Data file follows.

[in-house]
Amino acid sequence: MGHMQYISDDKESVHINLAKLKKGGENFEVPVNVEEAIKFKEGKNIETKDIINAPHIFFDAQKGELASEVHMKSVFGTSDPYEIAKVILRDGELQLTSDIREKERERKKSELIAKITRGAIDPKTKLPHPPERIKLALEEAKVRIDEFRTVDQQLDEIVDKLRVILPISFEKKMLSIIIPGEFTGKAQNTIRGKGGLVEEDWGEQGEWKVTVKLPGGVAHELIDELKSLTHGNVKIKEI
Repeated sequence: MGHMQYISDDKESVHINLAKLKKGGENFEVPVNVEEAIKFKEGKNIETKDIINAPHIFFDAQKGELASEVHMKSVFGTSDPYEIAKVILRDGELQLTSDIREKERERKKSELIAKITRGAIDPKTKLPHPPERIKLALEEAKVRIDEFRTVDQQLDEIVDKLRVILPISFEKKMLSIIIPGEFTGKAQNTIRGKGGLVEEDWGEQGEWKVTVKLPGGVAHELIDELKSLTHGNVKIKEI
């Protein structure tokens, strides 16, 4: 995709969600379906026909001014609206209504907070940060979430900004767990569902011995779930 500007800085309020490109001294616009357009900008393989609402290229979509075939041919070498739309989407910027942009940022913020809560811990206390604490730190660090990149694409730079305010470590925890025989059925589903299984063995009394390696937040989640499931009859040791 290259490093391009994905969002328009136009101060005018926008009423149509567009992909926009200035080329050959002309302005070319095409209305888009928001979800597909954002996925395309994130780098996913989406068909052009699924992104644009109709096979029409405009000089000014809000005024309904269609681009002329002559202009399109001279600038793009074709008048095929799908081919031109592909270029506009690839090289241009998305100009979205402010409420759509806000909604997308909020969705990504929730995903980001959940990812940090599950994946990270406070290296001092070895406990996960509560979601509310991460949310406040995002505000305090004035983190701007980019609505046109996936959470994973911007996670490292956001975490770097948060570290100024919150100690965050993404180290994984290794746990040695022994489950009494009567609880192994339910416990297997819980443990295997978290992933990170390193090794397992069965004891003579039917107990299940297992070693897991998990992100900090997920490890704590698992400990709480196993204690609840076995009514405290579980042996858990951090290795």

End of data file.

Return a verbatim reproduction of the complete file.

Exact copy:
[in-house]
Amino acid sequence: MGHMQYISDDKESVHINLAKLKKGGENFEVPVNVEEAIKFKEGKNIETKDIINAPHIFFDAQKGELASEVHMKSVFGTSDPYEIAKVILRDGELQLTSDIREKERERKKSELIAKITRGAIDPKTKLPHPPERIKLALEEAKVRIDEFRTVDQQLDEIVDKLRVILPISFEKKMLSIIIPGEFTGKAQNTIRGKGGLVEEDWGEQGEWKVTVKLPGGVAHELIDELKSLTHGNVKIKEI
Repeated sequence: MGHMQYISDDKESVHINLAKLKKGGENFEVPVNVEEAIKFKEGKNIETKDIINAPHIFFDAQKGELASEVHMKSVFGTSDPYEIAKVILRDGELQLTSDIREKERERKKSELIAKITRGAIDPKTKLPHPPERIKLALEEAKVRIDEFRTVDQQLDEIVDKLRVILPISFEKKMLSIIIPGEFTGKAQNTIRGKGGLVEEDWGEQGEWKVTVKLPGGVAHELIDELKSLTHGNVKIKEI
């Protein structure tokens, strides 16, 4: 995709969600379906026909001014609206209504907070940060979430900004767990569902011995779930 500007800085309020490109001294616009357009900008393989609402290229979509075939041919070498739309989407910027942009940022913020809560811990206390604490730190660090990149694409730079305010470590925890025989059925589903299984063995009394390696937040989640499931009859040791 290259490093391009994905969002328009136009101060005018926008009423149509567009992909926009200035080329050959002309302005070319095409209305888009928001979800597909954002996925395309994130780098996913989406068909052009699924992104644009109709096979029409405009000089000014809000005024309904269609681009002329002559202009399109001279600038793009074709008048095929799908081919031109592909270029506009690839090289241009998305100009979205402010409420759509806000909604997308909020969705990504929730995903980001959940990812940090599950994946990270406070290296001092070895406990996960509560979601509310991460949310406040995002505000305090004035983190701007980019609505046109996936959470994973911007996670490292956001975490770097948060570290100024919150100690965050993404180290994984290794746990040695022994489950009494009567609880192994339910416990297997819980443990295997978290992933990170390193090794397992069965004891003579039917107990299940297992070693897991998990992100900090997920490890704590698992400990709480196993204690609840076995009514405290579980042996858990951090290795």